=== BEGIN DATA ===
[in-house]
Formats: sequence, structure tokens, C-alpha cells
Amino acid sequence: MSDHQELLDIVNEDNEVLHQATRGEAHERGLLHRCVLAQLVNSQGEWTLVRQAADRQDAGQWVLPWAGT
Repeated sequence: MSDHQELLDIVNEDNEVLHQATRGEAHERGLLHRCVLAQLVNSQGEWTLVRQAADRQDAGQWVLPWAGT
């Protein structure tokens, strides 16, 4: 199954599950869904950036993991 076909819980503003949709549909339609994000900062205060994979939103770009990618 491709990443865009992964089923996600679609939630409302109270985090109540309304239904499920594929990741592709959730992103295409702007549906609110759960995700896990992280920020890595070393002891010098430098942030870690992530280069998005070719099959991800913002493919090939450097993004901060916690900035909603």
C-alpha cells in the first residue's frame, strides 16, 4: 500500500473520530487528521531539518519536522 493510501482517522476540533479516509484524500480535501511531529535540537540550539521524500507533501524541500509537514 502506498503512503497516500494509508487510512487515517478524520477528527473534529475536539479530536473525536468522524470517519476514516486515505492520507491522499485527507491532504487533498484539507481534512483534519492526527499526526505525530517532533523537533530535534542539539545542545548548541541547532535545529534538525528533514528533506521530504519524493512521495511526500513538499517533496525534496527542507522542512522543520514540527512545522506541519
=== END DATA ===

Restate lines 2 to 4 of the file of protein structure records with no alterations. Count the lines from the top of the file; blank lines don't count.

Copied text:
Formats: sequence, structure tokens, C-alpha cells
Amino acid sequence: MSDHQELLDIVNEDNEVLHQATRGEAHERGLLHRCVLAQLVNSQGEWTLVRQAADRQDAGQWVLPWAGT
Repeated sequence: MSDHQELLDIVNEDNEVLHQATRGEAHERGLLHRCVLAQLVNSQGEWTLVRQAADRQDAGQWVLPWAGT